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Key to families | Table of families and genera
Indexes to all accepted names and synonyms:
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Annual, perennial herb, aquatic, (generally fresh to alkaline), glabrous, from rhizomes, tubers, or winter buds. Stem: erect, simple to branched, cylindric to compressed, rooting at lower nodes; nodal glands present or not. Leaf: simple, cauline, alternate or in subopposite pairs; submersed thread-like to round, sessile or petioled; floating present or not, elliptic to ovate, petioled, leathery; sheath open, continuous with petiole or ± free from blade base, generally stipuled, stipules fused and ligule-like or not. Inflorescence: spike, cylindric to spheric, axillary or terminal, generally emergent, peduncled; bracts 0. Flower: inconspicuous, bisexual; perianth parts 4, clawed, ± green, limb generally adaxially concave; stamens 4, each fused to base of perianth part [or not], filament generally 0 [short, wide], anthers open to outside; pistils 4, ovary 1-chambered, ovule 1, attached to chamber base, style 0 or short. Fruit: drupe, generally obovate, sessile. Seed: 1.
3 genera, ± 95 species: worldwide. [Haynes & Hellquist 2000 FNANM 22:47–74] Recently treated elsewhere to include Zannichelliaceae. Ruppia moved to Ruppiaceae. —Scientific Editor: Thomas J. Rosatti.
Unabridged references: [Angiosperm Phylogeny Group 1998 Ann Missouri Bot Gard 85:531–553]
Key to Potamogetonaceae
Annual, perennial herb, rhizomed or not, tubers 0, winter buds generally 0. Stem: simple or branched, cylindric to compressed; nodal glands present or 0. Leaf: submersed, also floating or not, generally flat, generally green, entire to finely serrate; submersed sessile or not, linear to round, tip rounded to acuminate, veins 1–35; floating 0 or generally petioled, elliptic to ovate, leathery; stipules of submersed leaves free from blade base or fused to it < 1/2 stipule length. Inflorescence: generally floating to emergent; peduncle stiff. Fruit: generally beaked, abaxially with 0 or 1 central keel, 0 or 2 lateral, sometimes lower keels, sides concave to convex.Key to Potamogeton
± 88 species: generally temperate northern hemisphere. (Greek: river neighbor, from aquatic habitat) Other taxa in TJM (1993) moved to Stuckenia.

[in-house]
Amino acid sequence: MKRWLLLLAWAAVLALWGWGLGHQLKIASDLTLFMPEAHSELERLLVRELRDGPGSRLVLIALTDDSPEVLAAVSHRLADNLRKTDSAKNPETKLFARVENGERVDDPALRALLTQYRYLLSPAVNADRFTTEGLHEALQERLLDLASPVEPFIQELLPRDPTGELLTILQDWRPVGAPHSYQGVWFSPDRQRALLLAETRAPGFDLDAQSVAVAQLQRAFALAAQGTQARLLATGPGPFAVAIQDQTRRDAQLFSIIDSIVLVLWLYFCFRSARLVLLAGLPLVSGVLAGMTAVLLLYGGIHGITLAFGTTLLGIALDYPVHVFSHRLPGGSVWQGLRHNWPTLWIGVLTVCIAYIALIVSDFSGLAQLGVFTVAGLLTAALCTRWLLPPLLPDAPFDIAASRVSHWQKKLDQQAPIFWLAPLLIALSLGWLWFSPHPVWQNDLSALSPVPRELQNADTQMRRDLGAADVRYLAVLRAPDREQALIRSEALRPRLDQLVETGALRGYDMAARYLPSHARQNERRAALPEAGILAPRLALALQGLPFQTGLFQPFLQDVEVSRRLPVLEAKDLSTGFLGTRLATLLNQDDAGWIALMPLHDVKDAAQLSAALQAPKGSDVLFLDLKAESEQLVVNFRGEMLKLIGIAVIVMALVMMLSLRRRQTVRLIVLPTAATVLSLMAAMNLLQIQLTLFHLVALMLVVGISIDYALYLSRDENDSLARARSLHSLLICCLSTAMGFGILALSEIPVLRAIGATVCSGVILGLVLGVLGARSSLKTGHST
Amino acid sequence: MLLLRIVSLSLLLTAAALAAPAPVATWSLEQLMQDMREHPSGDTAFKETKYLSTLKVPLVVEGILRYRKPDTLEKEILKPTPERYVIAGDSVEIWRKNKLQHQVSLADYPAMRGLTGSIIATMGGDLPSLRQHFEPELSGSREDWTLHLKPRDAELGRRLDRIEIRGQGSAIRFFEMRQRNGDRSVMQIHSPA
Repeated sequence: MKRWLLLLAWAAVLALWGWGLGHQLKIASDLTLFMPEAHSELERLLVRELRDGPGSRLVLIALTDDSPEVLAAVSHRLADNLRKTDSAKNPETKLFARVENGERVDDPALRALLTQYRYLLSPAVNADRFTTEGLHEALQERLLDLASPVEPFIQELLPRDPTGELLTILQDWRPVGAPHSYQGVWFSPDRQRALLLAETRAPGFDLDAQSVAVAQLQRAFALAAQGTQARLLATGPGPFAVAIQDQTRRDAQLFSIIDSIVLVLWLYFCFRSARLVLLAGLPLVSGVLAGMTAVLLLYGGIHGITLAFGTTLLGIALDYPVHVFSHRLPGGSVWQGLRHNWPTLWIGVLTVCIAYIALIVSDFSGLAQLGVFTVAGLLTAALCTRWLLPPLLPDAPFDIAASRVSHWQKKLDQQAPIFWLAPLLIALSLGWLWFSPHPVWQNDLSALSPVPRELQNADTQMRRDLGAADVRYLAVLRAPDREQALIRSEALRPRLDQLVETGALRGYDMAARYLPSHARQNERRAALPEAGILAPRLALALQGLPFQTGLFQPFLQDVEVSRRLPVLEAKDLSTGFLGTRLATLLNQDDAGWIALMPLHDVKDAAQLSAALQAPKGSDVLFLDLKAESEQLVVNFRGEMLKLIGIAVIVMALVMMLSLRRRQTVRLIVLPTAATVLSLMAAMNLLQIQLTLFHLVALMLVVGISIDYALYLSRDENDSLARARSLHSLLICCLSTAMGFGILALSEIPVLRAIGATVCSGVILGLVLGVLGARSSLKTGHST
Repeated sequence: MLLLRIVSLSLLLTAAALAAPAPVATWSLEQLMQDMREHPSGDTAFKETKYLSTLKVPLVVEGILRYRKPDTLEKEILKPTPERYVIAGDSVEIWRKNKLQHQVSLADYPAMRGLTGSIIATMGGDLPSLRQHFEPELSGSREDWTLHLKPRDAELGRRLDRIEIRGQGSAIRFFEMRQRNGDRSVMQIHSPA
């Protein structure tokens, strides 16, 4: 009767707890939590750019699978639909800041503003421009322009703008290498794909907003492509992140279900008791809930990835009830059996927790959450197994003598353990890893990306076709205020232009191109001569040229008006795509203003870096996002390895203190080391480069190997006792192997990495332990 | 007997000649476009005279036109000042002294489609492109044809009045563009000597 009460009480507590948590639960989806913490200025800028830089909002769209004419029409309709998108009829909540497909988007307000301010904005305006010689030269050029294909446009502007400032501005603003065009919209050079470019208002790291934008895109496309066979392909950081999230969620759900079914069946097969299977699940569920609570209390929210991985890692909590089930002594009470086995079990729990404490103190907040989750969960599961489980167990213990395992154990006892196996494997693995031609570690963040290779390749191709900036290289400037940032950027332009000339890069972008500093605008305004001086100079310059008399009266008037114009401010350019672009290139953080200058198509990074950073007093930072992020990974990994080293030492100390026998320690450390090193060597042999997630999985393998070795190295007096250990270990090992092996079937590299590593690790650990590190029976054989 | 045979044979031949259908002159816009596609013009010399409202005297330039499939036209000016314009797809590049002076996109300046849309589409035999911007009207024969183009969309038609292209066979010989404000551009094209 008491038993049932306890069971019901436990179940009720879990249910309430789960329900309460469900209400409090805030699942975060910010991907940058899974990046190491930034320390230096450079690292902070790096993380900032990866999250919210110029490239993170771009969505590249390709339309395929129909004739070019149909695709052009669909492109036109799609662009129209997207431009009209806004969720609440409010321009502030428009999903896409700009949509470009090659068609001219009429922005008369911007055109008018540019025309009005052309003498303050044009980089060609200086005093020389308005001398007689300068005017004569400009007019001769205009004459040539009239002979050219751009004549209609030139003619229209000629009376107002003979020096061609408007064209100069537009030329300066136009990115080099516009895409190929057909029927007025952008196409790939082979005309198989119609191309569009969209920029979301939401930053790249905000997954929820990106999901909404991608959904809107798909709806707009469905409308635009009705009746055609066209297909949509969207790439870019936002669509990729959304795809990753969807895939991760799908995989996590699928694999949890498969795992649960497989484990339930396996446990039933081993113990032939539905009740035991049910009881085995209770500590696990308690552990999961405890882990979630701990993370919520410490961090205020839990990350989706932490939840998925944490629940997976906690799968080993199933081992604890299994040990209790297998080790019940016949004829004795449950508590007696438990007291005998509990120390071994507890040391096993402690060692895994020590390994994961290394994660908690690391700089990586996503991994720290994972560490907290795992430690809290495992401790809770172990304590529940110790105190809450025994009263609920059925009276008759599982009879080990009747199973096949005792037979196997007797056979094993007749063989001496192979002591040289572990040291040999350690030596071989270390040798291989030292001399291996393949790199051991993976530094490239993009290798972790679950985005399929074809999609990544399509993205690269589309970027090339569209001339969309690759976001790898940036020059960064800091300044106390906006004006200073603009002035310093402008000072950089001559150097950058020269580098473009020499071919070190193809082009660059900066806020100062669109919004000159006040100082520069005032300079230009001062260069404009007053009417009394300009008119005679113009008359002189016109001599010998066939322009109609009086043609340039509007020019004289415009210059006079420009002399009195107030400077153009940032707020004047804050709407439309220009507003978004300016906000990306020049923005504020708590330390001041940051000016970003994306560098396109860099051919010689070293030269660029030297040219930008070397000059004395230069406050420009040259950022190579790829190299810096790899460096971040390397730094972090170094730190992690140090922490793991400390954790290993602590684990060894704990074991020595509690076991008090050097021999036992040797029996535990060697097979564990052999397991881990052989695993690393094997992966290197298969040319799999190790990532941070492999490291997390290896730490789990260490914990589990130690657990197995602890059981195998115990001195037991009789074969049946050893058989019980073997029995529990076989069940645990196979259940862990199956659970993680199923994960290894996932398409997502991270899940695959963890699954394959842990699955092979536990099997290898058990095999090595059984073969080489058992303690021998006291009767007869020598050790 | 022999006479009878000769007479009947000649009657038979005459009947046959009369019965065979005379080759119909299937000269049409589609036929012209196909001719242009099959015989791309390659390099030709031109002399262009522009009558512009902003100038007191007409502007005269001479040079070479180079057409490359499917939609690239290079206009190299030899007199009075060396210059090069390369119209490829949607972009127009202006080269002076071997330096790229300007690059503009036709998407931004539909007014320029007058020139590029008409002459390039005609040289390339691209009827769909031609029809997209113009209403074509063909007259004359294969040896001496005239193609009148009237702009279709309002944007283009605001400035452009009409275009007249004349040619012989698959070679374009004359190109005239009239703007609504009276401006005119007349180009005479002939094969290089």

Unabridged references: [Haynes 1974 Rhodora 76:564–649; Haynes 1985 Sida 11:173–188; Wiegleb 1988 Fedde Rep Sp Nov Regni Veg 99:249–266; Wiegleb & Kaplan 1998, Folia Geobot 33: 241–316.]
Perennial herb, rhizome stout. Stem: < 90 cm, branches 0 or above, cylindric. Leaf: often red-brown; submersed 8–20 cm, 2–7 cm wide, generally lanceolate to ovate, generally folded along midvein, curved backward, acute at both ends, veins 19–50; floating 5–10 cm, 2.5–5 cm wide, elliptic to ovate, tapered or rounded at both ends, veins 27–50; stipules generally 3–10 cm, free, fibrous in age, stringy. Inflorescence: generally < 5 cm. Fruit: 3–5 mm, keels 1 or 3, lateral 0 or lower, sides flat.
n=26. Uncommon. Deep, clear-water lakes; 600–1850 m. North Coast Ranges, High Cascade Range, High Sierra Nevada, Warner Mountains; to British Columbia, eastern North America. Hybridizes with Potamogeton illinoensis, Potamogeton praelongus, Potamogeton richardsonii. Jul–Aug [Online Interchange]
Previous taxon: Potamogeton alpinus
Next taxon: Potamogeton berchtoldii
Citation for the whole project: Jepson Flora Project (eds.) 2013. Jepson eFlora, http://ucjeps.berkeley.edu/IJM.html, accessed on Dec 9 2013
Citation for this treatment: [Author of taxon treatment] 2012. Potamogeton, in Jepson Flora Project (eds.) Jepson eFlora, http://ucjeps.berkeley.edu/cgi-bin/get_IJM.pl?tid=39553, accessed on Dec 9 2013
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|Bioregions in which Potamogeton amplifolius occurs||Markers link to CCH specimen records. If the markers are obscured, reload the page [or change window size and reload]. Yellow markers indicate records that may provide evidence for eFlora range revision or may have georeferencing or identification issues.|
Chart based on elevation range in eFlora and elevations and coordinates of CCH records.
Data provided by the participants of the Consortium of California Herbaria.
Note: About half of the CCH records include both elevation and coordinates.
| Data provided by the participants of the Consortium of California Herbaria.
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